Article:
After having been approved for a resident visa by the Mexican Consulate in Chicago (Here is that process along with resources), I had to start the process at the immigration office in Mexico. I had learned that this could be a challenge because all the forms are in Spanish, both online and in paper.
I hired an immigration attorney in Ajijic to do it for me and she was fantastic. Her fee? 1,800 pesos (about $90 U.S. Dollars). Well worth every centavo!
The immigration office's fee was 4,700 pesos (about $235.00).
One of the most important parts of the process is to make sure you obtain the correct visa form when you come into the country. For me, it was at the airport. My attorney reminded me of this twice. When you go through immigration at the airport, show them the visa that the consulate placed in my passport. They will mark a big "30" on the immigration paper and give it to you. That's the first thing my attorney wanted when I met with her a few days after arrival. She was very relieved when I had it. Apparently, it's a big problem if you fail to get it. (Normally, you'll get one as a tourist. This had to be a special one with a big "30" marked on it with a sharpie.) The "30" indicates that you have 30 days to start the process with the immigration office.
So, I gave her my passport which had the consulate's visa affixed inside, the all-important little piece of paper from the airport, signed some documents allowing her to act on my behalf, and she took it from there. She said the process would take 4-5 weeks. In the meantime, I had to remain in Mexico. (If you do need to leave, she can submit a special request to the immigration office on your behalf, allowing you to do so for up to 60 days.)
She filled out the online bits and took my passport to the immigration office which was located in Chapala, about three miles away.
A couple of days later, she emailed me to come get my passport. The immigration office had done what they needed to do with it.
A week later, she notified me that I had an appointment with the immigration office to get fingerprinted and photographed. Her assistant would meet me there at the appointed time. It all went well. Everything and everyone was on right time.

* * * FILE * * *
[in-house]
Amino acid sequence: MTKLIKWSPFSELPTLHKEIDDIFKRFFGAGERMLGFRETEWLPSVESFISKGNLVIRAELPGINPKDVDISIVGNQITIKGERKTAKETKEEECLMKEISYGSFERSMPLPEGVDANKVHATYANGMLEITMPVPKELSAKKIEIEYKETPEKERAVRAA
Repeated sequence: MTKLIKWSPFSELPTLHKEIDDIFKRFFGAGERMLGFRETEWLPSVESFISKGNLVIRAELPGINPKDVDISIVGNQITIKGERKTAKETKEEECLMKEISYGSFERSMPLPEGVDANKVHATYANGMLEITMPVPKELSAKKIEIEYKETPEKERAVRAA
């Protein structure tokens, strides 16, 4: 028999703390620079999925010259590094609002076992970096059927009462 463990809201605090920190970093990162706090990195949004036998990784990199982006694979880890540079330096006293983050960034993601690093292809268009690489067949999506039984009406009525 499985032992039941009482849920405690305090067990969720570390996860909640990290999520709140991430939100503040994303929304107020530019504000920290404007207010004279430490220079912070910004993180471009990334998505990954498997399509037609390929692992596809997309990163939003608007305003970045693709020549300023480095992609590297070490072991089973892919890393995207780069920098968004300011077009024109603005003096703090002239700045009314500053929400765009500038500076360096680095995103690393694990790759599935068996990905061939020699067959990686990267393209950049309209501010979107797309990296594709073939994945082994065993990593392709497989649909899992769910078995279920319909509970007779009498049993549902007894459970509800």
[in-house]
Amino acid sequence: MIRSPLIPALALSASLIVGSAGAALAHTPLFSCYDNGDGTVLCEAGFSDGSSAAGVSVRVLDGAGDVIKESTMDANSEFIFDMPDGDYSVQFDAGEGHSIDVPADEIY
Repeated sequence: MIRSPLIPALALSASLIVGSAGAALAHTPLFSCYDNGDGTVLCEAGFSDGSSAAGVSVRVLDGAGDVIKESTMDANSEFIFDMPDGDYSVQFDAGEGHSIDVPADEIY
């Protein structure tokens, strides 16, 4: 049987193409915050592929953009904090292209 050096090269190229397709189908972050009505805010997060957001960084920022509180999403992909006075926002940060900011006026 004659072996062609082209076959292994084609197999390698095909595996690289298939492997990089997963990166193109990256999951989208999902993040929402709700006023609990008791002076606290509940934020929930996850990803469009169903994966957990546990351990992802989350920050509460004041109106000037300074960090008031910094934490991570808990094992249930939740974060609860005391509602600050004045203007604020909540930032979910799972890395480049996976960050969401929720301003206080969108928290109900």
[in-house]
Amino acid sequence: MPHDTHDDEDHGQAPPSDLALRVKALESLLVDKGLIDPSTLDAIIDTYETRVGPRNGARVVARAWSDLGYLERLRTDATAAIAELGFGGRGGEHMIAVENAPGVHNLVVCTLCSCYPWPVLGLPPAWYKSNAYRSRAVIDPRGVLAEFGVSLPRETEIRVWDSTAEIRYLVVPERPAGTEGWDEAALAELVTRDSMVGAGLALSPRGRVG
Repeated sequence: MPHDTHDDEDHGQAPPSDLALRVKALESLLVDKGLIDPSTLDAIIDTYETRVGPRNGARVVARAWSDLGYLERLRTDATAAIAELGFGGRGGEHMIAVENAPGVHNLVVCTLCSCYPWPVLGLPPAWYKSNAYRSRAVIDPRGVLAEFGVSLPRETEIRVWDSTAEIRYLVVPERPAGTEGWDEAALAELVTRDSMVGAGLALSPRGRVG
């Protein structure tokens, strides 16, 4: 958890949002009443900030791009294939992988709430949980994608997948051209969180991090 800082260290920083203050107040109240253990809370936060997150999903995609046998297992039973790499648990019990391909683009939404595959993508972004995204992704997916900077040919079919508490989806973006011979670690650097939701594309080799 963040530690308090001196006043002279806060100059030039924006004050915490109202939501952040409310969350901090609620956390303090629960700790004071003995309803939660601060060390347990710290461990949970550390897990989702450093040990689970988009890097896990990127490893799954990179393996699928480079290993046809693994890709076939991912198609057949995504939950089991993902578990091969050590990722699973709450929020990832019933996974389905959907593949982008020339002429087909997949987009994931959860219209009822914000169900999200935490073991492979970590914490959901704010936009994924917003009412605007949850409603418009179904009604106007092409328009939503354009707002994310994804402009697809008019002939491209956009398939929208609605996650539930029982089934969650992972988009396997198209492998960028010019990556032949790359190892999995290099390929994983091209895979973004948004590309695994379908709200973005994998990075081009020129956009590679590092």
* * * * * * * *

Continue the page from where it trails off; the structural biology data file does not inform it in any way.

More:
About a week later, she notified me that my resident visa card was done, and I could go pick it up at an appointed time two days later.
So, I'm officially a Mexican resident! I can now enroll in the public healthcare system. I can open a bank account. I can come and go as I please. I'm pretty sure this allows me to work. My card is actually green. I have a "green card."
I'm an American-Mexican.
Another very important thing to do:
Whenever I fly out of the country, I should fill out this two-part document at the IMM office at the airport and keep one part for when I fly back. It's so that the government can ensure that residents like me are leaving and coming back into the country properly.
Failing to do this can void your resident visa. Wow. I would hate to have it voided and have to start this process all over again.
So, to summarize the process:
1) You have to start it at the Mexican consulate in the U.S. They do the main approving-stuff. Getting the appointment with them was the most challenging part for me. Emailing them seemed to work. Here is a list of all the Mexican consulates in the U.S. along with their email addresses. Here is a link containing the application to fill out. The cost was $45
2) Come back to Mexico, (being sure to get that paper marked with 30 on it when you come through immigration.) You have 30 days to start the process with the immigration office in Mexico. I highly suggest hiring an attorney to do this part for you. It worked well and I was a Mexican resident within 3 weeks. My attorney was highly recommended by lots of folks. Azucena Bateman Campos at ABC Legal. Email: email@example.com
- Consulate fee: $45
- Attorney fee: 1,800 pesos (about $90)
- Immigration office fee: 4,700 pesos (about $235)
- Total: About $370.